6. The Shining

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Hey, look, another Stephen King book that was adapted into a movie! And hint: it won’t be the last one on this list. Who said King’s books can’t make good movies? Someone remind Hollywood of that so that we can finally get a Dark Tower adaptation.


 


Anyway, The Shining has become an all-time classic horror film. Directed by Stanley Kubrick and starring Jack Nicholson, it tells the story of a man’s slow descent into madness in an isolated and snowed-in hotel. It’s hard to imagine Jack Nicholson playing crazy, we know, but just go with it. Believe it or not, the movie and book are wildly different, and we believe Kubrick’s many changes only enhanced the story. The most stark change is probably the ending, of course, as the book has Jack temporarily regain his sanity in order to try to save his son, before being blown up by the hotel’s boiler. Meanwhile, the movie concludes with Jack chasing his kid through a hedge maze, never gaining respite from his madness, and ultimately freezing to death with a really freaking creepy look on his face.

5. Jaws

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Let’s get this out of the way first: Jaws managed to both create the summer event movie and launch the career of Steven Spielberg, while giving Robert Shaw, Roy Scheider, and Richard Dreyfuss arguably their most iconic roles in their very distinguished acting careers. It was based on a novel by Peter Benchley, which was also a great success but featured some very different elements than the book. For example, the shark doesn’t die via awesome one-liner and explosion like he does in the movie, but instead just sort of peters out after getting some harpoons stuck in him. Oh, and Hooper (the Dreyfuss character) nails Chief Brody’s wife in the book, which is completely unnecessary and was rightfully deleted for the film. Hooper, probably due to karma, bites the dust in the book, which we’re glad was changed for the movie as well, because Richard Dreyfuss was just so adorable back then, wasn’t he?

4. The Shawshank Redemption

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Originally titled Rita Heyworth and the Shawshank Redemption, this story was one of four novellas contained within the Stephen King book Different Seasons, along with The Body and Apt Pupil. The novella was well-written, and the movie followed basically the same plot but, as with Stand By Me, it was enhanced tremendously by being fully realized by an impeccable cast. The movie was not a particularly rousing success upon its release (in fact, it kind of bombed), but has gained incredible success and acclaim over the years. It was a Best Picture nominee, and it could be argued should have won, thanks largely to the tremendous central performances by Tim Robbins and Morgan Freeman. Actually, forget that “arguably” thing. Any movie featuring Morgan Freeman’s narration should win every award ever.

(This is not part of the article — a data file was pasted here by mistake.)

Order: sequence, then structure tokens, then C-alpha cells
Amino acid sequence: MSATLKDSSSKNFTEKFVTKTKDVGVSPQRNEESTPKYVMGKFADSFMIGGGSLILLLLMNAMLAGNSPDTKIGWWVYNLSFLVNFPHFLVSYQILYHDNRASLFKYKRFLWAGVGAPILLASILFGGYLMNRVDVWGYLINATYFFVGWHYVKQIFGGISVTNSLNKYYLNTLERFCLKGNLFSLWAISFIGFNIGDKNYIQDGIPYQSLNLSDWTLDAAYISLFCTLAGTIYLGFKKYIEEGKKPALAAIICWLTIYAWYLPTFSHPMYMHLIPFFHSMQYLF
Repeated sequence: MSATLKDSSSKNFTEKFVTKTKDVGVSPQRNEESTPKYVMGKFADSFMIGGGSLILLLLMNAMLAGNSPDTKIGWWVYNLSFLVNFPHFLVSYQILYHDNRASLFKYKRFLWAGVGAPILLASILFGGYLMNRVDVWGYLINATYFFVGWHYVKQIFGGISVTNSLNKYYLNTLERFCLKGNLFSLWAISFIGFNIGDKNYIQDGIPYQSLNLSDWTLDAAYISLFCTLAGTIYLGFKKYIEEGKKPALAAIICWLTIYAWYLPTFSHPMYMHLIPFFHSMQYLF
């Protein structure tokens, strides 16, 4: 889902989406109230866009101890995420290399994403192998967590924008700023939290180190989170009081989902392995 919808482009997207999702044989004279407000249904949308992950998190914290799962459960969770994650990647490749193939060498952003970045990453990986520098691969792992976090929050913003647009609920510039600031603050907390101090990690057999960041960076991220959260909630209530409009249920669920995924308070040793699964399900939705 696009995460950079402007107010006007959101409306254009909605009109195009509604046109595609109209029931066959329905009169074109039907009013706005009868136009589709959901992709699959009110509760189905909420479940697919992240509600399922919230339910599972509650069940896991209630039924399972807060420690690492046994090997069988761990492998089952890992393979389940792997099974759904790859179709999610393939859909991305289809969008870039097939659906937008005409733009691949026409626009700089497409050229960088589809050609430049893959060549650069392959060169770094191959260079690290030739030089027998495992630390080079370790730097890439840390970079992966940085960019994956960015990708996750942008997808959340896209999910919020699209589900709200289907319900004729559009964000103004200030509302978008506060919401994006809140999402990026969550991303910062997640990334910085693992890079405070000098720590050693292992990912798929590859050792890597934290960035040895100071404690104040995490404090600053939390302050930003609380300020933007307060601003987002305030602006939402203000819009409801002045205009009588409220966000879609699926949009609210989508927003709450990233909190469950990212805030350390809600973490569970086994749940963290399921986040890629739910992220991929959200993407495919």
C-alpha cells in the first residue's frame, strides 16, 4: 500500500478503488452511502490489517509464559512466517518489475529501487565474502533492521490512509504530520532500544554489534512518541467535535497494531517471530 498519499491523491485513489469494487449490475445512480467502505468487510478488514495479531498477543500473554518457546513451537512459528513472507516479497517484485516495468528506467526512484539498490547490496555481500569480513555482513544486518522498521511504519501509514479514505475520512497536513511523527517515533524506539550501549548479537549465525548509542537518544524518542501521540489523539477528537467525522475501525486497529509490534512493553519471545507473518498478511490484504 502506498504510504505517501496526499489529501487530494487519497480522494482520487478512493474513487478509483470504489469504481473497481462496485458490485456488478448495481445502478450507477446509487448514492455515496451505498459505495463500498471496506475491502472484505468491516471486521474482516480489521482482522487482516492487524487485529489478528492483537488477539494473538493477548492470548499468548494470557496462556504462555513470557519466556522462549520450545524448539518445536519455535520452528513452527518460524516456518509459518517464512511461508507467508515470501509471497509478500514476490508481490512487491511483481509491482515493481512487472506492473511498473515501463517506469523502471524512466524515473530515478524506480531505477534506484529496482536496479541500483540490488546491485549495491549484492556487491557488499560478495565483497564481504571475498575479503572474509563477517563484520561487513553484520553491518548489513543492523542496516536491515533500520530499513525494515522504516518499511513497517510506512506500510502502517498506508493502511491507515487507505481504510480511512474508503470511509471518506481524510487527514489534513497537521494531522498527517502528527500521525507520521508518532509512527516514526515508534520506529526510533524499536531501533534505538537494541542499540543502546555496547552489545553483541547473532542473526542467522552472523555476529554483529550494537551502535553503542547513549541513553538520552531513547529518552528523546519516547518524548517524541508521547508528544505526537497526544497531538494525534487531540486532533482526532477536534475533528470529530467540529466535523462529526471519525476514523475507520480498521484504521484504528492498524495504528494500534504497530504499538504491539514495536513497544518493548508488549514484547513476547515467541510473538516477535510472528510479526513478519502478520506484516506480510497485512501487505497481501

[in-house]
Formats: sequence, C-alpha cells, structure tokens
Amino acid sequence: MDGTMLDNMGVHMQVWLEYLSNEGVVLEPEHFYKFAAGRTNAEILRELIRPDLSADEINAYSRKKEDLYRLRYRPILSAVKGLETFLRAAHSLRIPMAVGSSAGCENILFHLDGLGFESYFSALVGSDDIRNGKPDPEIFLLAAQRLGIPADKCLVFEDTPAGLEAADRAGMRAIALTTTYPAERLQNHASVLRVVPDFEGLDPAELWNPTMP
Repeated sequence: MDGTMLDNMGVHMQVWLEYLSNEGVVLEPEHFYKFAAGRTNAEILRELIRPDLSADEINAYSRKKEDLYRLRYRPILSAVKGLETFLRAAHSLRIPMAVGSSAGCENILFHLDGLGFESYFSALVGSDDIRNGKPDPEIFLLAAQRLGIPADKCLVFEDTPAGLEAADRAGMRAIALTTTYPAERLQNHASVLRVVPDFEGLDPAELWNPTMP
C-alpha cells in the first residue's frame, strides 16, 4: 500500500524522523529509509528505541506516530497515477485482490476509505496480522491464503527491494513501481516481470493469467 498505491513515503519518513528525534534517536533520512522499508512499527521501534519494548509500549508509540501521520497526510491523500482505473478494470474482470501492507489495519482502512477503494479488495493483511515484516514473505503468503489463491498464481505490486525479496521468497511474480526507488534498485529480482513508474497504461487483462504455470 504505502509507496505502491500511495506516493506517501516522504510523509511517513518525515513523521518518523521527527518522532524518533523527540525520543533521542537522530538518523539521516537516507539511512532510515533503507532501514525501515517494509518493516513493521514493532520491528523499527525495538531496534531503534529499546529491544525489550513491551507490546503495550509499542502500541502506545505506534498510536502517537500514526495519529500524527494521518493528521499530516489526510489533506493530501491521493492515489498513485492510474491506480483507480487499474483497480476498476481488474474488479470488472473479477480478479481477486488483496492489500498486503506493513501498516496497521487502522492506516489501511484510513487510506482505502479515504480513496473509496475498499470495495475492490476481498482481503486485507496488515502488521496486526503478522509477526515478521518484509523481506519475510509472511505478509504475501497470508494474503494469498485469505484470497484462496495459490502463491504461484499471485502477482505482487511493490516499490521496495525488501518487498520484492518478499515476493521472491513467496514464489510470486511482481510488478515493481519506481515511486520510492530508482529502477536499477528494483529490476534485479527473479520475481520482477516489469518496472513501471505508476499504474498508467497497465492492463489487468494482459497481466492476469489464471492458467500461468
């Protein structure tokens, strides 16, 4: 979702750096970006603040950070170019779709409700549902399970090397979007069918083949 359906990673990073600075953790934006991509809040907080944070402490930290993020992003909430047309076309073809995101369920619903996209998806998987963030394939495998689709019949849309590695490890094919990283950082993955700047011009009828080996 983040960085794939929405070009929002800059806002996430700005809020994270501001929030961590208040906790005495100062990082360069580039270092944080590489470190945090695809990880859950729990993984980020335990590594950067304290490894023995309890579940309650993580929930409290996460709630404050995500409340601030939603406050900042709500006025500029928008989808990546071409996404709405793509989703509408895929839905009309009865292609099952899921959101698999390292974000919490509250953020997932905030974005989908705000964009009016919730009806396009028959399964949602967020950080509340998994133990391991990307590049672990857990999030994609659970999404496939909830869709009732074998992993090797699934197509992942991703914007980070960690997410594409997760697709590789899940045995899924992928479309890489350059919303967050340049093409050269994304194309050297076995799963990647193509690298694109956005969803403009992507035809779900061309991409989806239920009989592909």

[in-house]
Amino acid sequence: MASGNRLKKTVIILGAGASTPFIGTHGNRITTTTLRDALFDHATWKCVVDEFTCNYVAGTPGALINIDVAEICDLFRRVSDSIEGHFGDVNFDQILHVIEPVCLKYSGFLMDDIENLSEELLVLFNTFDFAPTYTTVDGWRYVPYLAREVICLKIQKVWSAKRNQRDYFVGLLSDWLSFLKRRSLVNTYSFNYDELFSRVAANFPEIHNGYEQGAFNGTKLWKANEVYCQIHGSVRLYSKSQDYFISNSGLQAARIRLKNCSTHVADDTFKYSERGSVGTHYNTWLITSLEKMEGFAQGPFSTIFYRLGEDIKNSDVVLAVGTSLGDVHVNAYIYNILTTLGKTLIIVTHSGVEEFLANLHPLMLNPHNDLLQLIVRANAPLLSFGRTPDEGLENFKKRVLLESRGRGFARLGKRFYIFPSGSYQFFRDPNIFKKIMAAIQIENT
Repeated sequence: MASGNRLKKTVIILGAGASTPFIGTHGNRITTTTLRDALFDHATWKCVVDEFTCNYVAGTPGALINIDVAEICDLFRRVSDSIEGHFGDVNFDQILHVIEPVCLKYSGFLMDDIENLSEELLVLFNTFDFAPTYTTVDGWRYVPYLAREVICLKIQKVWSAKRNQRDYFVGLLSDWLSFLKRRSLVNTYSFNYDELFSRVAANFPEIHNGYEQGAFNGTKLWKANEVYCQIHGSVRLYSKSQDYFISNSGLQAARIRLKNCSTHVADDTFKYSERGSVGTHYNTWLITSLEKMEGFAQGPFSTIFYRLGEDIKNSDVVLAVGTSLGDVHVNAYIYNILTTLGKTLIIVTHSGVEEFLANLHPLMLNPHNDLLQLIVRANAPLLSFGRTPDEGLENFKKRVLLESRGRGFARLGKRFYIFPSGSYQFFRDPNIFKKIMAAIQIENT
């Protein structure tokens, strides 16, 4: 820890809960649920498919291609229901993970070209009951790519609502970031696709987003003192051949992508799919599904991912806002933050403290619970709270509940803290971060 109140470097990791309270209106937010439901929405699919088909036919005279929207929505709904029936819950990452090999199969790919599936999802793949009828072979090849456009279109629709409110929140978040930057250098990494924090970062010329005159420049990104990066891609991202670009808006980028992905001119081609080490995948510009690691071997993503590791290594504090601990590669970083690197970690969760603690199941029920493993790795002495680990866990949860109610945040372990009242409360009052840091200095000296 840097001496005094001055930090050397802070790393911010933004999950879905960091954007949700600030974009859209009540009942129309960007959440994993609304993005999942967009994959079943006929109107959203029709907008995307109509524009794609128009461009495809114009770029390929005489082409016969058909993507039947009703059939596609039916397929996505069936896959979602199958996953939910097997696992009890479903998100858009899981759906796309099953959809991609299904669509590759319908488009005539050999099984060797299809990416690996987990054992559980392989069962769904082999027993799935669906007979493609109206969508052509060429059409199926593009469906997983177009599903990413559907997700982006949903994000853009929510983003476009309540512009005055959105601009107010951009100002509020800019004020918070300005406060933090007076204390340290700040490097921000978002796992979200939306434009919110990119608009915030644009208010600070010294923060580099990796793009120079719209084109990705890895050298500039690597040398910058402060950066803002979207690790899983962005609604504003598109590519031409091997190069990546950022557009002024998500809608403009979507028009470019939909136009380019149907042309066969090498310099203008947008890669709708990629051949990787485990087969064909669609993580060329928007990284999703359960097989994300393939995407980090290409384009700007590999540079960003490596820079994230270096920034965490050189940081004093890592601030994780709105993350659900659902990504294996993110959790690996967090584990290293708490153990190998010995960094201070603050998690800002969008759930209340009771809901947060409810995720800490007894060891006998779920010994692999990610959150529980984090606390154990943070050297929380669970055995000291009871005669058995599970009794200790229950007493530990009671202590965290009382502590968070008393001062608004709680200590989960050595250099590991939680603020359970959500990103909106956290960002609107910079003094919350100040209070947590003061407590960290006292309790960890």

3. The Lord of the Rings

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If you want to go down to the comments and curse us out for including Lord of the Rings right now, go ahead. We’ll wait for you to get it out of your system.

…there, feel better now? Look, we love Lord of the Rings. There’s a reason it was collectively named the greatest book of the 20th century. And while The Two Towers is superior on the page than on the screen, it could be argued that Fellowship suffers from so many tangents (including the whole ordeal with Tom Bombadil, for instance), and Return of the King’s book form was more or less an afterthought, while the movie is one of the most epic pieces of cinema ever filmed. Return of the King, the book, was relatively short and uneventful, apart from the whole Mount Doom thing. And the people who complain about the extended ending sequence of the movie would probably go crazy over the scouring of the Shire which, while one of the most beloved sequences of the books, goes on for far too long and seems anticlimactic, after everything that’s come before it.

2. The Princess Bride

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Hey, so you know that book that Peter Falk reads to a young, adorable Fred Savage in The Princess Bride? Yeah, that was actually a real book. It was written by William Goldman, who would later go on to adapt the book into the movie of the same name. Goldman is a legendary Hollywood writer, so it should come as little surprise that he was able to so brilliantly translate his novel to the big screen. The Princess Bride is one of those rare films that managed to transcend the romantic comedy, thanks in large part to its quirky dialogue, fantastical elements, and legitimately rousing adventure. It should come as no surprise that sword fights work better on screen than on the page, after all.

1. Forrest Gump

Forrest-Gump-BookForrest-Gump-movie

Forrest Gump is a strange story about a simple man who finds himself in many bizarre situations throughout modern American history. But, while the movie maintained some of the odd quirkiness and unbelievable adventures of our titular hero, the book included many, many more, and they just got weirder and weirder as the plot progressed. The movie won Best Picture over another film on this list, Shawshank Redemption and, while it could be argued it wasn’t the actual best film of the year, it was certainly a milestone picture that deserved every bit of critical acclaim that it received upon its release.

And come on, Tom Hanks and Gary Sinise absolutely knocked this one out of the park in their respective roles. Of course, while we’re getting on the book about being too weird, it might have actually been cool to watch Forrest dealing with cannibals, or traveling to a far-off planet.

Read more: http://www.toptenz.net/top-10-movies-better-than-the-book.php#ixzz2HTNBwr2M